I was curious about other bands rising to popularity in Deep Ellum and search engineed this Observer article:http://www.dallasobserver.com/music/an- ... ne-6425952
An Oral History of the Dallas Music Scene
PETE FREEDMAN | OCTOBER 13, 2011
In 1987, New York City-based Island Records released a compilation album called The Sound of Deep Ellum, highlighting bands that regularly played the neighborhood. Edie Brickell & The New Bohemians led the charge, followed closely behind by bands such as Course of Empire, Shallow Reign and Three on a Hill. The Toadies had just formed. Tripping Daisy and Funland were in their early stages. Their members played in other bands, but Centro-matic and the Old 97's were still a few years off. Erykah Badu was in college. Sarah Jaffe was a toddler.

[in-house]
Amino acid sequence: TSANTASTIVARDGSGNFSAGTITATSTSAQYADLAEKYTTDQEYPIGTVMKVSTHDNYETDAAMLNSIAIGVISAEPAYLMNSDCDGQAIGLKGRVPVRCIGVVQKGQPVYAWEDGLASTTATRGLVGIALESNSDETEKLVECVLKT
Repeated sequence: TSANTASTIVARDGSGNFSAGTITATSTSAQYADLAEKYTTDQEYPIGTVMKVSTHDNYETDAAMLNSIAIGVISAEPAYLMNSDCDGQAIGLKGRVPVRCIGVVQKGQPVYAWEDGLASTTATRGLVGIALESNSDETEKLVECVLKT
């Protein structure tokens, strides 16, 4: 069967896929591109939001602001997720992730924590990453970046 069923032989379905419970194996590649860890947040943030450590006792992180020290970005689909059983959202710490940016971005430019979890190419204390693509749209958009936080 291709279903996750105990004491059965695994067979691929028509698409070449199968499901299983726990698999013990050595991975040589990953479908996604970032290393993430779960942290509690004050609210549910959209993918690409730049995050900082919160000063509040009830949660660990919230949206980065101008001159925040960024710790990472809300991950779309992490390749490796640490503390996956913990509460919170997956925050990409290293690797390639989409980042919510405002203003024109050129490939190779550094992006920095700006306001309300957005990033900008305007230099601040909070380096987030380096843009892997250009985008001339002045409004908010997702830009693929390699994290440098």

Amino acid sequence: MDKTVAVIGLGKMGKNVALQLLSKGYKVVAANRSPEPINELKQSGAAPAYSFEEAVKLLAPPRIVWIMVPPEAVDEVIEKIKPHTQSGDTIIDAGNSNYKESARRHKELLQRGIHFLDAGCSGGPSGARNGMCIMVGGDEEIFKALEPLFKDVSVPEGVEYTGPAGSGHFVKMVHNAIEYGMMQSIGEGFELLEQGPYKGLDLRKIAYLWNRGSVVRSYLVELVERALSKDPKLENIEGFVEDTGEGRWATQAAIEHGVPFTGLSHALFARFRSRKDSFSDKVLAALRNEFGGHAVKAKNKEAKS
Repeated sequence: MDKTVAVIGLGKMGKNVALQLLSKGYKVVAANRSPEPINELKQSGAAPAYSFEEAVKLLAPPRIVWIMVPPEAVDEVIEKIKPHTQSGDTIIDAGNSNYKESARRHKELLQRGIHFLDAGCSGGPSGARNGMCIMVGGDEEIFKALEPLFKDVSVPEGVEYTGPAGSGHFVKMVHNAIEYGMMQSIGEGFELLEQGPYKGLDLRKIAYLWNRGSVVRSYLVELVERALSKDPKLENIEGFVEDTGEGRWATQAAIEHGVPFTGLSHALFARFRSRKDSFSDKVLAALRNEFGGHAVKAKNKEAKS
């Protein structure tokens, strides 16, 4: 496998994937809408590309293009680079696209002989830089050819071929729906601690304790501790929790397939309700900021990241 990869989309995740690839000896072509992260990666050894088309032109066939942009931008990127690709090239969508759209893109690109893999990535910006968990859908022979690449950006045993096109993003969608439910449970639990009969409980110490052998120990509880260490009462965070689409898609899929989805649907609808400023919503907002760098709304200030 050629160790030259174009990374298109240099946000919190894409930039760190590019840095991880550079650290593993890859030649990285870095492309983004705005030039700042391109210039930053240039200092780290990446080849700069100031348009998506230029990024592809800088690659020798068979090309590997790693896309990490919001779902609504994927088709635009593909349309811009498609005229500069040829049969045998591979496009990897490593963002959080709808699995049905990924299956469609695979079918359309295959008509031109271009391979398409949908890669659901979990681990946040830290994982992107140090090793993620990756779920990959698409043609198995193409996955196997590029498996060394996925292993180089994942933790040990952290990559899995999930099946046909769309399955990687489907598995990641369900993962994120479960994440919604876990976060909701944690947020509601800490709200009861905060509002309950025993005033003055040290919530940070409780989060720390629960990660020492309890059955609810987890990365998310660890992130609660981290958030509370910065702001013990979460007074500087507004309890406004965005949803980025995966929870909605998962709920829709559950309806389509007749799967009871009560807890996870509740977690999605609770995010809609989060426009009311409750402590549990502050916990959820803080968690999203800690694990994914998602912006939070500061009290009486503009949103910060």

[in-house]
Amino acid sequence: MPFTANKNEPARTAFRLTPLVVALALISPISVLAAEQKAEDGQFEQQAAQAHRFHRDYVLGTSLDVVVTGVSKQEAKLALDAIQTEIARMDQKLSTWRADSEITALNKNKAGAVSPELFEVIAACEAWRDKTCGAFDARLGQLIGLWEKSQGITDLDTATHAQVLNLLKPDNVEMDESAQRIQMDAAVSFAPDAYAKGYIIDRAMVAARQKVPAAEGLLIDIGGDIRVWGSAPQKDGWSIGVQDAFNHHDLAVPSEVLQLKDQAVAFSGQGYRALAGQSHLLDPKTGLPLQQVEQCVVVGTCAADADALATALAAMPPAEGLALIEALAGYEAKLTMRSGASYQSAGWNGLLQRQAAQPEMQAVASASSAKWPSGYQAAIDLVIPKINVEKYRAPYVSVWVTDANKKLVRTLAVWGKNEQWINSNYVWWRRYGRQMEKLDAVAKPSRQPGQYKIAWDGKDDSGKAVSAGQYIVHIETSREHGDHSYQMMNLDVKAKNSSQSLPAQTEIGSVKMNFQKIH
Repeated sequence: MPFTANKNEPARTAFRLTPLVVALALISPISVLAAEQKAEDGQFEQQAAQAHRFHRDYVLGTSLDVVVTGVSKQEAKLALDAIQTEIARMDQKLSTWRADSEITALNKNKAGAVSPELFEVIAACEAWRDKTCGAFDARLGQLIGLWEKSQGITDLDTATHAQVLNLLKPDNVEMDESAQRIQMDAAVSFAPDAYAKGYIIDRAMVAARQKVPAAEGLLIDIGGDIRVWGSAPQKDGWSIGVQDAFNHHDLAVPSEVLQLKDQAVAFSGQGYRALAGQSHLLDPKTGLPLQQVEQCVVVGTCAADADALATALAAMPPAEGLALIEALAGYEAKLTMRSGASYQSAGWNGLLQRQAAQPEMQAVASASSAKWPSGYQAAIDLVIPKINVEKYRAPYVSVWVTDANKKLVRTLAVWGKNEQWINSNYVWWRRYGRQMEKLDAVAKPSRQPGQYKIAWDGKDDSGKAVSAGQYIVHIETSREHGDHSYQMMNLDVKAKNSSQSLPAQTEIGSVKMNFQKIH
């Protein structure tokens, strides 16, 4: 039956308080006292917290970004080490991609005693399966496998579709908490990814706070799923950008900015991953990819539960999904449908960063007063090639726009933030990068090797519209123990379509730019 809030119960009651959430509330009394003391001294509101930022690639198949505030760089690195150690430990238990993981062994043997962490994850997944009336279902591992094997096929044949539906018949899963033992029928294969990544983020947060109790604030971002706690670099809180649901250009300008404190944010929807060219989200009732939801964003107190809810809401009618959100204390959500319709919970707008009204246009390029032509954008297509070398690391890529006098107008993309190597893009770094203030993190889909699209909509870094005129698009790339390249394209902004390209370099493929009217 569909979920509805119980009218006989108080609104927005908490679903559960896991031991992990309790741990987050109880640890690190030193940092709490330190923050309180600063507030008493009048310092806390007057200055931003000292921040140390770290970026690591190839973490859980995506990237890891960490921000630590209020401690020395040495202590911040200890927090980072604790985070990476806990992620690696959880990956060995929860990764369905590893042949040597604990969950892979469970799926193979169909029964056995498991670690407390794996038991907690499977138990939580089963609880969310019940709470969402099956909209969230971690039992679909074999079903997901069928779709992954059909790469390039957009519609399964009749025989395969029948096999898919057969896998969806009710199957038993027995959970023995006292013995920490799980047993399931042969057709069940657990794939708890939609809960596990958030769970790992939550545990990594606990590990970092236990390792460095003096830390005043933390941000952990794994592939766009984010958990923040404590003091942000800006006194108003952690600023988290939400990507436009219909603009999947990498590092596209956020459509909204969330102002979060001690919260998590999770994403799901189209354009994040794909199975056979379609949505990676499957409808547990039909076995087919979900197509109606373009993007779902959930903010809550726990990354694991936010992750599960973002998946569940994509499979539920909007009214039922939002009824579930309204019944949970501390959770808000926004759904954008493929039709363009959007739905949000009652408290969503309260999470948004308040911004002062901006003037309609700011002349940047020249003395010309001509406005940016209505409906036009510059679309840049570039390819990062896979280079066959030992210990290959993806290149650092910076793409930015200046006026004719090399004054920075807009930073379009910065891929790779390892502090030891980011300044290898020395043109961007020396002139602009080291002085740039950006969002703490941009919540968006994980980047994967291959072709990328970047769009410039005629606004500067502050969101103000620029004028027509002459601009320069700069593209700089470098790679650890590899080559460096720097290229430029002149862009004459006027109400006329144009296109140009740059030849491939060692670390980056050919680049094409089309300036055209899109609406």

It's fun for me to remember that I was acquainted with some of these musicians, especially if Denton was part of the history. Good Times.
Things are lining up in place for an art and music scene from Dallas to reach deeper into the consideration set from much of the rest of the country. In the 90s when all those bands were getting signed by big labels and just getting so popular, I remember KNON was really sounding good with a couple shows playing local (Texas) Latin Hip-hop. I think Selena and that whole side of Tejano Music pushed the Latin Hip Hop out, but I've been waiting for the sound to congeal again and build a whole new stage. We'll see.
Certainly though, the residential population is finally coming to Deep Ellum, and the transformation has the chance to cause as great or greater impact on the region than any other large neighborhood gentrification or suburban v1-v2-v3 powerhouse. It's been almost three generations since the museums started moving to the CBD and the Arts District was born. Since then a solid foundation was poured and Dallas is actually sticking as an destination.
It's time for the party to really come back in Deep Ellum.